AGACNP: Deborah Stein, RN, ACNP-BC
Memorial Sloane Kettering Cancer Center - Critical Care Medicine

Deb exemplifies compassion and critical thinking under very stressful conditions. We had a consult for a patient in respiratory distress who resisted intubation/ICU treatment. The patient and family were very resistant. She kept her calm, listened, and respected the patient’s and family’s wishes. She worked with the patient and family to make it possible for the patient to safely and comfortably breathe for the meantime. She collaborated with the patient’s primary oncologist to help clarify goals of care. She is an exceptional teacher, care provider, and advocate for cancer patients and their families. She is an amazing role model!

I think everything that Deb does in the clinical setting shows precision, attention to detail, and compassion. She is very well-respected by other NPs, nurses, the staff, leadership, nurses from other units, and physicians. She has taken roles in leadership and education. I want to become as amazing as her as I progress as a budding NP. Any student is lucky to have her as a preceptor, and it has been a privilege to be one of her students.

Family Nurse Practitioner: Doreen McGehee ‘86 MSN, APRN
Veterans Affairs – West Haven, Connecticut

Doreen was organized and enthusiastic. From the first day I arrived at clinical, she greeted me with a binder of material, and she had a list of various specialists that I would observe during my rotation. She is amazingly knowledgeable about wound and ostomy care and was very willing to share that knowledge and to answer questions. If questions came up that she did not know the answers to, she would consult other providers at the VA.

Doreen consistently went out of her way to educate patients, follow up and coordinate with their other providers, and give them the referrals they needed in way that seemed above and beyond what someone in a specialty clinic would be required to do.

I can’t say enough positive things about my experience working with Doreen. She is skilled, compassionate, and a wonderful example for students. She puts a lot of thought into her students’ clinical experience and has clear learning objectives for students.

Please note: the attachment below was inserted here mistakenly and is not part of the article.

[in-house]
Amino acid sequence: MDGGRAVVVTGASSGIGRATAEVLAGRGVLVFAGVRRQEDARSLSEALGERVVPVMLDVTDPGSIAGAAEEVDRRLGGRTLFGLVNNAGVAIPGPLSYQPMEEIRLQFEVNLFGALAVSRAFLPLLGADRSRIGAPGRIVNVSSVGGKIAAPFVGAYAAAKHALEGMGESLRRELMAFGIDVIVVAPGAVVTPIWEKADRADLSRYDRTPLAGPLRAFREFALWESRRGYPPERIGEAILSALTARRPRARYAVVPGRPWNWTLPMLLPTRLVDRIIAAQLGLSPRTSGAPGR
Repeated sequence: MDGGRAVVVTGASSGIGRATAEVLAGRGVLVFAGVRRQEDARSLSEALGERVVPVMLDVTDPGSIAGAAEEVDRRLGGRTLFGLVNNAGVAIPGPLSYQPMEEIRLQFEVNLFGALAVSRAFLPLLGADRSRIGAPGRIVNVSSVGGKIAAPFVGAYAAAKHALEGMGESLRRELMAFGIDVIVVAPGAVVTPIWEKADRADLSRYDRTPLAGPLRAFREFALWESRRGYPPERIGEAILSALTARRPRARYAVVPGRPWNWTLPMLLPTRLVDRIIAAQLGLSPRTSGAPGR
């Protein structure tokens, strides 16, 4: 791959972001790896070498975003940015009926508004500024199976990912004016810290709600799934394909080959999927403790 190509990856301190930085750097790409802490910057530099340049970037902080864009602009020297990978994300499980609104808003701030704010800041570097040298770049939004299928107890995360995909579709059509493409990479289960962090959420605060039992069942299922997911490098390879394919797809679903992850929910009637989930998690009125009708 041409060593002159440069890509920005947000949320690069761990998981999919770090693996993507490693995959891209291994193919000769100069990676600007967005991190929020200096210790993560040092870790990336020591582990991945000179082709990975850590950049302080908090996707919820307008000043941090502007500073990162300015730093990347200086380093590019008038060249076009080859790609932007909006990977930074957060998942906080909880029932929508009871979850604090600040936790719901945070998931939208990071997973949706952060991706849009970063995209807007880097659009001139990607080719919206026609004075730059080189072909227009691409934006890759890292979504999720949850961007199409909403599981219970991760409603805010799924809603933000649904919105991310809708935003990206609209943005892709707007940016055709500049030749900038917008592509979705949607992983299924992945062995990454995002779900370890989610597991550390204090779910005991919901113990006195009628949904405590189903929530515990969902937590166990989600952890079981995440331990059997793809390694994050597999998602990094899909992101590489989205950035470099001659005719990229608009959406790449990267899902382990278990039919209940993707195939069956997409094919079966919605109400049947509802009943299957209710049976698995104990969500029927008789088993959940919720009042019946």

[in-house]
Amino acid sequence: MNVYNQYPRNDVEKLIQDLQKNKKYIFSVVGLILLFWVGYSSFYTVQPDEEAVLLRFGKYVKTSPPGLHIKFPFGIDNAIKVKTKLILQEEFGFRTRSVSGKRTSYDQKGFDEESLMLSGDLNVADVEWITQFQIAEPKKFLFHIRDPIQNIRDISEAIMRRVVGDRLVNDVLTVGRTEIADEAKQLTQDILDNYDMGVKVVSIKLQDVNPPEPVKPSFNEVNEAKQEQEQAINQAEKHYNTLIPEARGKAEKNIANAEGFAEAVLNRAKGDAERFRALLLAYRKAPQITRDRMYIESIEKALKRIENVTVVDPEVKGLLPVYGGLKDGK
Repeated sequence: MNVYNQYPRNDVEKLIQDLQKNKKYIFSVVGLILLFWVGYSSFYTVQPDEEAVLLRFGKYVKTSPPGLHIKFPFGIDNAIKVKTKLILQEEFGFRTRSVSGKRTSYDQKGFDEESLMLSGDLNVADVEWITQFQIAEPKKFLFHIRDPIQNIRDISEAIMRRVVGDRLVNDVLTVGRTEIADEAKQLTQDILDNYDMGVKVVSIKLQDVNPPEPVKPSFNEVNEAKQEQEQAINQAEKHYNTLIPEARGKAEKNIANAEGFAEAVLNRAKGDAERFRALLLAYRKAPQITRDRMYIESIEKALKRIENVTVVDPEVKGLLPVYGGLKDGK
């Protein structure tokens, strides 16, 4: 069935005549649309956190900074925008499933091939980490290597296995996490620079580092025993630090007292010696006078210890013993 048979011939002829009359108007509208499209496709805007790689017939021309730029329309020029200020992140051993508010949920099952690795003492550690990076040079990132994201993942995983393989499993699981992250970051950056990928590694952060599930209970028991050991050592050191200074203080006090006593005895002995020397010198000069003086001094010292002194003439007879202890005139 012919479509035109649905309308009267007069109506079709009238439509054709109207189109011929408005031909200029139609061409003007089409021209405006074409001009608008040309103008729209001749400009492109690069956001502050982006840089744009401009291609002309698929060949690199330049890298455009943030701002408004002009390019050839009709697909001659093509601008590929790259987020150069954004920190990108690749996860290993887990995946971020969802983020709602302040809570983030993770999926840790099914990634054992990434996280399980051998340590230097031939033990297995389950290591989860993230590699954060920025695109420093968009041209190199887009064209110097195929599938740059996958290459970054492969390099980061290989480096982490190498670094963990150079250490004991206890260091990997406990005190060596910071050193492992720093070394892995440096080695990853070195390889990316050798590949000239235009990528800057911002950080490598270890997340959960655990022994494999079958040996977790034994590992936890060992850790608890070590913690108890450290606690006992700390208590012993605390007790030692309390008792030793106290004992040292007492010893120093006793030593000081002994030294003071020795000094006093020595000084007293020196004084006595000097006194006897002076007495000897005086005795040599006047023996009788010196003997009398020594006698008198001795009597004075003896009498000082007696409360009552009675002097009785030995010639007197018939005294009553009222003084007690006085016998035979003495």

Pediatric Nurse Practitioner: Jolene Henion, RN, MSN, APRN
Rogers Park Middle School

While leading a session that was heavily mental health, Jolene stayed by my side and let me ask questions. Afterwards, she assured me that I asked all the right questions and more. She also shared how she personally likes to decompress after a heavy session or an emotionally charged day. 

Jolene embodies everything I want to be as a nurse practitioner. Whenever we had some down time, she would call down students to fill the time slots in order to do a risk assessment and to simply get to know them better. During these sessions, she not only was a role model to me, but to the students as she utilized the posters all over her office to educate and talk to the students about their health. 

Jolene went the extra mile to make every patient feel at home in her office, including a middle school student who was anxious about her appearance under her mask asked if she could have lunch in the clinic instead of the cafeteria. Recognizing how scared the student was, Jolene made a plan to build her confidence and help her to gradually have lunch with the other middle schoolers. 

Graduate Entry Prespeciality in Nursing (GEPN): Peggy Sawyer, APRN, MSN, MBA
Yale New Haven Health

Peggy provided such a thorough orientation of the site that I felt like I was a real employee. She took the time to thoroughly listen to each student’s concerns and wishes at the beginning of every shift and then made it her mission to check in with each of us multiple times (running around between three units constantly) to ensure we were safe and having valuable learning experiences. In the daily debrief, everyone was heard and supported completely. I cannot thank Peggy enough for creating this environment for us.

During one shift, all patients were told to go into their rooms, and I did not know what was happening. Within a minute of texting Peggy, she was on my floor, and we found that one of the staff members was having a medical emergency. Peggy modeled while explaining to me every step of how to take charge and ensure everyone’s safety. We informed the guards, brought EMS to the patient, and Peggy explained to the nurses what they needed to include in their debriefing of the patients. Witnessing her in action was incredible. 

Make a Difference and Become a YSN Preceptor

If you are interested in guiding the next generation of nurses and midwives as a YSN preceptor, please contact Tracy Chidsey, Director of the Clinical Support Unit. 

For more inspiration on how YSN preceptors play such a vital role, review “Preceptors Describe Joys of Teaching Next Generation of Nurses and Midwives” or read about Lynn Peckham, ’87 MSN, APRN, PPCNP-BC, who precepted across five decades.